After closing down its network television recording service of dubious legality, TVCatchup has returned with a web site that will for the first time allow viewers in the United Kingdom to watch all the free-to-air television channels online in one place. It currently offers 18 channels and aims to carry over 40 by the end of the year.
As previously reported by informitv in February, TVCatchup was originally launched as a service to allow users to record television programmes remotely for later online viewing, and to lend copies to other users. It was claimed that this was covered by time-shifting exemptions in copyright law, but the service taken offline when its hosting was terminated without warning at the request of broadcasters.
Nine months later, TVCatchup contacted informitv to say that it was back, streaming live television channels. It claims the service is covered by the provisions of the 1988 United Kingdom Copyright, Designs and Patents Act which was subsequently amended in 1996 and 2003.
This states that “The copyright in the broadcast is not infringed … if and to the extent that the broadcast is made for reception in the area in which it is re-transmitted by cable and forms part of a qualifying service.” The definition of “re-transmitted by cable” is open to interpretation. A “qualifying service” essentially refers to the television services of the BBC and the main public service broadcasters. It would not seem to cover some of the other channels offered by TV Catchup.
The company also makes reference to the European Television without Frontiers directive, which is in the process of being revised to become an Audiovisual Media Services Directive.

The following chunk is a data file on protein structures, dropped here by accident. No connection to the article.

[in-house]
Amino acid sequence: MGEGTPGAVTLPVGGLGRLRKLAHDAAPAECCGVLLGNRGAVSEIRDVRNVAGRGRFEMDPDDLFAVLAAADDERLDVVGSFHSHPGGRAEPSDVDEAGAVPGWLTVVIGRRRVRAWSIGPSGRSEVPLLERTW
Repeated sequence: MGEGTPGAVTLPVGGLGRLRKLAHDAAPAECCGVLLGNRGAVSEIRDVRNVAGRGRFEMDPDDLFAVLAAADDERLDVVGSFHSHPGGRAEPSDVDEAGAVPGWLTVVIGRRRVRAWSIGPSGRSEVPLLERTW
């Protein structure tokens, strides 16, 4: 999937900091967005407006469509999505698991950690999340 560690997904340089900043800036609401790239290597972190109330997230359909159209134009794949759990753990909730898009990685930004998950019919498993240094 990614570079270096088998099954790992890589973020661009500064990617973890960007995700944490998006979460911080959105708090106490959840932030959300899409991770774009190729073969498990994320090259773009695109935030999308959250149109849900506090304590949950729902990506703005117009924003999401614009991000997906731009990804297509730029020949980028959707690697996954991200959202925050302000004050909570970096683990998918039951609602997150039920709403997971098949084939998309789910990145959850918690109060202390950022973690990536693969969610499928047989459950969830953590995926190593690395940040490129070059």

“We are challenging boundaries,” said a representative of TVCatchup. “We have done what has never been done before, and at no cost to anyone.”
That might be a matter of opinion, possibly legal opinion. TVCatchup told informitv that it had gone to some lengths with solicitors and a barrister to determine the legality of its service. It also claimed that the broadcasters tested the service prior to its public launch and raised no objections.
TVCatchup is not alone in its interpretation. Zattoo, an American company that operates out of Switzerland, also offers a selection of British television channels within the United Kingdom and says it has yet to receive any formal legal challenge from broadcasters.
Most of the major broadcasters now offer many of their channels as online streams on their own web sites. This week the BBC added its two main networks to its BBC iPlayer service, meaning that all its main networks are now available live online.
This may make it harder to argue against services like TVCatchup, which would appear to offer a convenience to users in allowing them to view a range of channels in one place, rather like on television.
TVCatchup is currently provided as a beta service to registered users and is only available to those located within the United Kingdom. It is also only accessible through internet service providers that have a direct peering connection with the network on which it is hosted.